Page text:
"Now we get calls from guys who have been inside for 16 years and say, 'I've never done this before but I really want to take a case up against the Prison Service. And many we speak to are aware of the power of judicial review and other legal terms," she says.
Many credit ex-prisoner Mark Leech, award-winning playwright and author of the Prisoners' Handbook, as a legally pioneering inmate. During a life in prison for a range of crimes including arson, he has taken out 42 actions ranging from county court level right up to the Court of Appeal. He once won pounds 110 damages for a prison officer's failure to answer his cell bell. And opened the way for more than pounds 1m for claims against the Home Office after challenging deductions from prisoners wages as unlawful.
"Prisoners are finding there is a better way forward on the floor of a court than protesting on a rooftop during a riot," he says. "Prisoners also know that they cannot be physically punished or beaten up for taking legal action and not fighting." Leech accounts for the rise in civil litigation, as do penal reform experts, by courts and judges becoming more willing to listen to prisoners cases. Tim Owen, a barrister who has spent the past 10 years involved in prisoners' rights and the law, says: "The attitude of the courts has changed and they see prisoners as citizens behind bars and that their civil rights should survive behind bars as well. Consequently, they are willing to set standards of procedure on things like transfer and segregation"
However, Leech's and Hirst's expertise is fashioned out of a difficult part of the law. Prison legislation is enshrined in the Prison Act 1952 and the secondary legislation in the Prison Rules 1964. Legal theory appears simple, but in day to day practice it is complex to interpret, says Vicky King. "It is a very murky area. It is only in the past few years that proper text books have started to appear on the topic. Before, very little was known." Prison law - Text and Materials, widely held to be the most authoritative text book on the subject, only appeared in 1993.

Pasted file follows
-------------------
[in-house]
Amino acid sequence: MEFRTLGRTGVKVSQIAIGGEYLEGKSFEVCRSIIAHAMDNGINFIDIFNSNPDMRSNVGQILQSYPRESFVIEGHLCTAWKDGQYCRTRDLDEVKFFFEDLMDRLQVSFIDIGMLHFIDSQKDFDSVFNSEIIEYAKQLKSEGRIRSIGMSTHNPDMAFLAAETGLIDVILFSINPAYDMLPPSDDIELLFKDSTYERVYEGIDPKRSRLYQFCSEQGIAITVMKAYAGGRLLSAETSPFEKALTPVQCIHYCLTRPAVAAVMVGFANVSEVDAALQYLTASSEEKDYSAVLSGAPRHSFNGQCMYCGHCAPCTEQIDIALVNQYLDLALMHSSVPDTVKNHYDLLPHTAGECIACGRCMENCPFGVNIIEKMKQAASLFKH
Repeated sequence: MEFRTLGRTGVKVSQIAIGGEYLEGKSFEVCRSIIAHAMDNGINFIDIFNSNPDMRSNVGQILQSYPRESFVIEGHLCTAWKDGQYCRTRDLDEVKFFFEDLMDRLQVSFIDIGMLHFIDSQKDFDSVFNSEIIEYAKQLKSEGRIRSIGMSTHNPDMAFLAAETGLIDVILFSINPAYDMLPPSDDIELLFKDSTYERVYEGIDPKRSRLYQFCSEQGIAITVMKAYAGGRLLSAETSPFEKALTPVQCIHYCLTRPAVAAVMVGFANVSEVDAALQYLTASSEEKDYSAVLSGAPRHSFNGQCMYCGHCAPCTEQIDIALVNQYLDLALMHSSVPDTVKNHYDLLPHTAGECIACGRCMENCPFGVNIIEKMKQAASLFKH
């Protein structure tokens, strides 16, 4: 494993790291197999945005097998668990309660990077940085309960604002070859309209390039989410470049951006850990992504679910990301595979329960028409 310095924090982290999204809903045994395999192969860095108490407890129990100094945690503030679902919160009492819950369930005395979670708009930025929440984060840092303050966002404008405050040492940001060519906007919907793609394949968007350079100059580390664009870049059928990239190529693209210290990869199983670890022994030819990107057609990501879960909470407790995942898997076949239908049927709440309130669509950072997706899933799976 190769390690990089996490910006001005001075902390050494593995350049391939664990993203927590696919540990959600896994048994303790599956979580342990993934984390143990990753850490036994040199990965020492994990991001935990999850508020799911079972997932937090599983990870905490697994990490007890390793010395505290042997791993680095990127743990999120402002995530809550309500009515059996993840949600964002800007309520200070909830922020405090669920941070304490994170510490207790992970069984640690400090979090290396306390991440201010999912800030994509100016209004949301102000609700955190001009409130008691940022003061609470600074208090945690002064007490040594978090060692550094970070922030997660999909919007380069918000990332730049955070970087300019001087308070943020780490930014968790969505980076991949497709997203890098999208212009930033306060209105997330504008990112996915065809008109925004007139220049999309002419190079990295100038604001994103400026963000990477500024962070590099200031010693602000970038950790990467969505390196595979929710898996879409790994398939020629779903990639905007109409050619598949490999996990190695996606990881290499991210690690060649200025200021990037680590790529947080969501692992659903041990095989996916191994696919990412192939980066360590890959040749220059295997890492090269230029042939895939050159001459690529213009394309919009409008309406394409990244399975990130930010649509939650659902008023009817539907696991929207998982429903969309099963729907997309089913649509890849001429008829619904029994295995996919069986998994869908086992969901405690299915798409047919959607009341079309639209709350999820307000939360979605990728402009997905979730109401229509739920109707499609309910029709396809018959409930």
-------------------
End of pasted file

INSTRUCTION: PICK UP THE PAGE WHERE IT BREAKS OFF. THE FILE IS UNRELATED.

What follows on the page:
When he began his first action, Hirst called on six solicitors to help. They were so mystified by penal law only one agreed to assist with the case.
Prisoners like John Hirst are mainly self taught, particularly in penal law. The alternative is to turn to a correspondence course. Currently, there is an external law degree course by London University, tutored by Wolsey Hall in Oxford. And some prisons will run law courses when demand from prisoners is sufficient.
Yet the benefits of penal law study and then employing what has been learnt can be psychological too, says John Staples, editor of the Prison Service Journal and governor of HM Prison Full Sutton. "It has always been a way of adapting to the deprivations that prison brings. There are always a number in every prison who do things in a very legalistic way with complaints and requests."
However, Hirst is swift to rebut these claims in his eagerness to show how much his new found calling means. He says: "I would forgo my right to leave here if I had to stop studying and practising law." Future aims are to set up a legal advice centre on his release and to carry on with his work for prisoners' rights. His release, though, will be decided by a Discretionary Lifer Panel. "They may very well say that I have aggravated everything by always suing them. But I will still carry on if it means my release is postponed. It's about principles."